Construction Spending Steady in August, Up Nearly 5% for 2016

Words: Dan Kamys

3 October 2016 — According to an analysis by the Associated General Contractors of America, construction spending held steady in August compared to July but is up nearly 5% for the first eight months of the year compared to the same period in 2015. The new spending figures indicate that the industry's recovery may be at risk, per association officials, and new investments in the nation's aging water systems and other infrastructure could help offset declining spending in certain types of private construction.

Construction spending in August totaled $1.142 billion at a seasonally adjusted annual rate, unchanged from the previous month. The year-to-date increase of 4.9% for January through August 2016, compared with the same period in 2015, shows that demand for construction projects remains relatively robust despite some recent monthly declines. But the month-to-month figures indicate that demand for construction is no longer growing as it was earlier this year.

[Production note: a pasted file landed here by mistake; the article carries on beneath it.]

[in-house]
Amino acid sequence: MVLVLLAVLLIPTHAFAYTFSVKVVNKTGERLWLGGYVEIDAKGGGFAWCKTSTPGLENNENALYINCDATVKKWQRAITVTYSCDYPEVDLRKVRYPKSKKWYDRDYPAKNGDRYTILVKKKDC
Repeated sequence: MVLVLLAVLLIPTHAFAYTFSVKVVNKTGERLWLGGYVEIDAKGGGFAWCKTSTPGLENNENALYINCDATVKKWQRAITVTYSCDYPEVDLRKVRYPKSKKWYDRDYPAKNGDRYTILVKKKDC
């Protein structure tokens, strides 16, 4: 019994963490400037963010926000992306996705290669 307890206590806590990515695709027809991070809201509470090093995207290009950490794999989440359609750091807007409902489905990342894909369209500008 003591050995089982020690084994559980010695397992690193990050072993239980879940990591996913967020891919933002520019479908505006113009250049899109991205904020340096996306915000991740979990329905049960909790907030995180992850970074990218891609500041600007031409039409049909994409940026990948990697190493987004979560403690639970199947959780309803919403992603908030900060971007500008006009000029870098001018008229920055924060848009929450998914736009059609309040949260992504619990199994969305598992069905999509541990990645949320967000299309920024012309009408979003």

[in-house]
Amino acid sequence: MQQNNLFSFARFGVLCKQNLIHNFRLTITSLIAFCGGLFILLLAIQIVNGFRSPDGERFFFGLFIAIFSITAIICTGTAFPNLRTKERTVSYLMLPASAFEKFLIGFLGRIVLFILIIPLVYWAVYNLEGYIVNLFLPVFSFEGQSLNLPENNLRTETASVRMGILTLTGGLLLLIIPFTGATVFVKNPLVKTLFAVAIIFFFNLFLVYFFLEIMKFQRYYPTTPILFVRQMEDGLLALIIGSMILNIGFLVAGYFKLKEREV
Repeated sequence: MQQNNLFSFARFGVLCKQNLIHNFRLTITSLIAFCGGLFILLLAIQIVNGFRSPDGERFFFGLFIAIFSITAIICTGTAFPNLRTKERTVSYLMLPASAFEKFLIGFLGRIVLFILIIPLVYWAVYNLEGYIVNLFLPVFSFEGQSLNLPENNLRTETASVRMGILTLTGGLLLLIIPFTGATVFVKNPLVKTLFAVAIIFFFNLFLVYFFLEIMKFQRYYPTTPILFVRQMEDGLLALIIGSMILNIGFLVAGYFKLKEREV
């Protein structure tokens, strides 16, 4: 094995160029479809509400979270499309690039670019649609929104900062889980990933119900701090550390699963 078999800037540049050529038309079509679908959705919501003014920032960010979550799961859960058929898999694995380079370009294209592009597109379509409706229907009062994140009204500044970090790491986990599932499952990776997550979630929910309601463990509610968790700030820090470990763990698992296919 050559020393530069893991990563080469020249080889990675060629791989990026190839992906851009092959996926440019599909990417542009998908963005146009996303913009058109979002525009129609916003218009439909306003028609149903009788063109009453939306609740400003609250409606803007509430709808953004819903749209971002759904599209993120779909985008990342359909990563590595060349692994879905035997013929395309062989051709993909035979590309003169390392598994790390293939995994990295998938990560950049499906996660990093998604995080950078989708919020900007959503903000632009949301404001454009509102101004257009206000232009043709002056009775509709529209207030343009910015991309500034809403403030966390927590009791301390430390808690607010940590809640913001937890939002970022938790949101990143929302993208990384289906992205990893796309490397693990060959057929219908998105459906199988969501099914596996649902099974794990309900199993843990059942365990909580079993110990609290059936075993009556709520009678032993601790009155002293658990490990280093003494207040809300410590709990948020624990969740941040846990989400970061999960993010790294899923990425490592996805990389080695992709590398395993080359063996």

Private, non-residential construction spending decreased 0.4% for the month but is up 4.2% year-to-date. The largest private non-residential segment in August was power construction (including oil and gas pipelines), which declined 1.5% for the month but up 2.9% year-to-date. The next-largest segment, manufacturing, dropped by 1.4% for the month and is down 7.4% year-to-date. Commercial (retail, warehouse and farm) construction decreased by 2% in August and climbed 6.9% year-to-date. Private office construction climbed 2.3% for the month and 28% year-to-date.

Private residential construction spending dropped by 0.3% between July and August 2016, but is up 1.4% year-to-date. Spending on multifamily residential construction increased by 2.4% for the month and remains up 13.9% year-to-date, while single-family spending fell 0.9% from July to August and is down 1.5% year-to-date.

Public construction spending declined 2 percent from a month before and dropped by 8.8% year-to-date. The biggest public segment — highway and street construction — decreased by 2.9% for the month and is down 8.3% year-to-date. The other major public category — educational construction — fell by 0.4% in August and dropped 0.8% year-to-date.

Association officials said that the new construction spending figures underscore the need for Congress to pass legislation like the Water Resources Development Act to finance repairs to aging water systems.

For complete details, visit www.acg.org.

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